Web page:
George Berkeley’s Approach to the Philosophy of BeingJune 27, 2021
Have we ever wondered if the light really goes out when you close the refrigerator door and no one can see inside? How do you know when the light is really out? Maybe you could put on a camera. So what happens when you turn off the camera? Or what if a tree fell in the forest when no one could hear? Would it really make a noise? How do you know if your unobserved bedroom continues to exist when you’re not there? Maybe it disappears every time you go out. You could ask someone else to check this out. The difficult question to answer is: Does the bedroom continue to exist when no one is observing it?
It is not clear how we can answer these questions. Most of us think that objects continue to exist even when they are not seen, because that is the simplest explanation. Again, most of us believe that the world we observe is out there somewhere. The world doesn’t just exist in our minds. On the other hand, according to the Irish philosopher George Berkeley (1685-1753), Bishop of Cloyne, things that are not observed cease to exist. If there is no mind that is directly aware of the page you are reading now, it will no longer exist. When you are looking at the page, you can see it, touch it; But for Berkeley, it all means you have the experience. It does not mean that there is something out there that is causing these experiences. The page is simply a collection of thoughts in your and other people’s minds (and perhaps God’s minds); It is not something outside of your mind.
For Berkeley, the concept of an outside world is completely meaningless. All these statements seem counterintuitive. Of course, we are surrounded by objects that continue to exist, whether we are aware of them or not, right? But Berkeley thought so. When Berkeley first began to articulate this theory, many people understandably thought he was insane. In fact, it was only after his death that philosophers began to take him seriously and realized what he was trying to do. When Berkeley’s contemporary, Samuel Johnson, first heard of his theory, he kicked a stone in the street with his foot and said, “So I disprove it.” Johnson was trying to explain that he was certain that material things exist and that they are not just thoughts. He could feel the hardness in his foot when he hit the stone, so Berkeley must have been wrong. But Berkeley was smarter than Johnson thought. Feeling the hardness of the stone on your feet could only prove the thought of a hard stone, not the existence of material objects; For Berkeley, what we call stone was nothing but the sensations it evoked. There was no “real” physical stone behind it that was causing the pain in the foot. In fact, there was no reality beyond the thoughts we had.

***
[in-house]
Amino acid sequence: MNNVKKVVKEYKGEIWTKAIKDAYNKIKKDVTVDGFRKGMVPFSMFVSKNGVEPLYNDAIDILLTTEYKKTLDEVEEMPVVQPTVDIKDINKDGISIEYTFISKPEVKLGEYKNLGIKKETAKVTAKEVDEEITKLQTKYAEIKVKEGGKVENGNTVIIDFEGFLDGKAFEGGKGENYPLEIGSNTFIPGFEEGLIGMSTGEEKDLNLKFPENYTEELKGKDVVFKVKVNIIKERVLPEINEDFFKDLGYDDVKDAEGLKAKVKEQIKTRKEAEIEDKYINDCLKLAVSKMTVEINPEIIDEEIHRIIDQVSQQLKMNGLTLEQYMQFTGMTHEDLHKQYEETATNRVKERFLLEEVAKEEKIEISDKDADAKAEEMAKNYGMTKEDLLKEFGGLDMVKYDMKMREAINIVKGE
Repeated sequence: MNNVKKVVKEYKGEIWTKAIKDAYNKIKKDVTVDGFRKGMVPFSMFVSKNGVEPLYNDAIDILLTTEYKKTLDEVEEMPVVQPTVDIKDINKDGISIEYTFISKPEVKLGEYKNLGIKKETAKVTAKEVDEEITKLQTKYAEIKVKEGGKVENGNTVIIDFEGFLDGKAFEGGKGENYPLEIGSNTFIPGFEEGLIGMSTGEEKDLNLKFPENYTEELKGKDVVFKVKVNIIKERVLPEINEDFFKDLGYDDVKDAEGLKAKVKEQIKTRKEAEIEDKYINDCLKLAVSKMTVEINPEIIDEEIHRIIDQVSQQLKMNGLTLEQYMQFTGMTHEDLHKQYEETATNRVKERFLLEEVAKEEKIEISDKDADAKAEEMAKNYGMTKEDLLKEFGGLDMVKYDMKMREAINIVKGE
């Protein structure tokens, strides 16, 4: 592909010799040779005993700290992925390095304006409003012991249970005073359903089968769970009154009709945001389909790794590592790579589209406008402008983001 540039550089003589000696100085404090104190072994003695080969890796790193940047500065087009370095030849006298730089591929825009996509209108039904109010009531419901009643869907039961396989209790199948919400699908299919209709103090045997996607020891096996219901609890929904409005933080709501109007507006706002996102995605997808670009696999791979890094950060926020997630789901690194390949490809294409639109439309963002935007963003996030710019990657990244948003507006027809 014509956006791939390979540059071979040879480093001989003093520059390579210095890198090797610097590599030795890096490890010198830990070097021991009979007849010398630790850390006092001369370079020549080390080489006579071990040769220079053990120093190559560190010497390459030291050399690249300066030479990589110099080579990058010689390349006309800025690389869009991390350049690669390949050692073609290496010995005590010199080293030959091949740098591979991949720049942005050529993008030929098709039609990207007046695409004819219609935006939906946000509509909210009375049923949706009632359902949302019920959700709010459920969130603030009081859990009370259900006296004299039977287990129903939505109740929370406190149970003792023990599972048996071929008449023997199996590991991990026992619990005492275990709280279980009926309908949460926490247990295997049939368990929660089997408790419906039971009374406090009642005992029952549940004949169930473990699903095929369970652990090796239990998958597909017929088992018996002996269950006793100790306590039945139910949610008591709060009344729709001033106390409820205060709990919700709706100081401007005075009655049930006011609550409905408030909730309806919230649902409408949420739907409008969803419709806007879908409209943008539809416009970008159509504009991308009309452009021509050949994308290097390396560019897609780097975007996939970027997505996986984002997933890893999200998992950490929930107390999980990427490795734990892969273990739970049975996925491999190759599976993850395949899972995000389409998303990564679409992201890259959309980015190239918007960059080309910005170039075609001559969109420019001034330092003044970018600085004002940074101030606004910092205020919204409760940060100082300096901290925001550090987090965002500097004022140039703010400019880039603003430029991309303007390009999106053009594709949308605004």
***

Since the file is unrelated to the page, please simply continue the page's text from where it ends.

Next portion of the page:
Berkeley is sometimes described as an idealist and sometimes as an immaterialist. He was an idealist because he believed that all that exists is thoughts; He was an immaterialist because he denied the existence of material things and physical objects. Like many philosophers discussed on this site, he was fascinated by the relationship between appearance and reality. According to him, most philosophers were wrong about what this relationship was. In particular, John Locke was wrong about how our thoughts relate to the world.
The easiest way to understand Berkeley’s approach is to compare it with Locke’s. When you see an elephant, Locke says, you don’t actually see the elephant itself. What you take as an elephant is actually a representation; In Locke’s words, an idea in your mind is like the design of an elephant. Locke used the word “ide” to encompass everything we can think or perceive. If you see a gray elephant, the gray simply cannot be an elephant thing because it will look different in different light. Grayness is what Locke calls a “secondary quality”. The grayness is the result of a combination of the features of the elephant and the features of our sense organ, in this example, our eyes. The color and texture of the elephant’s skin and the smell of its excrement are its secondary qualities. Primary qualities such as size and shape, according to Locke, are real properties of things in the world. Thoughts of primary qualities are like reality. For example, if you see a square object, the actual object that causes your thought of that object is also square. But if you saw a red square, the real object in the world that caused your perception is not red. Real objects are colorless. The sensations of color, according to Locke, come from the interaction between the microscopic textures of objects and our sense of sight. However, there is a serious problem here. Locke thinks that there is an outside world that scientists are trying to describe, but that we only have indirect access to.
Locke is a realist because he believes in the existence of a real world. This real world, cheating continues to exist if no one is aware of it. The difficulty for Locke is to know what the world is like. Considering primary qualities such as size and shape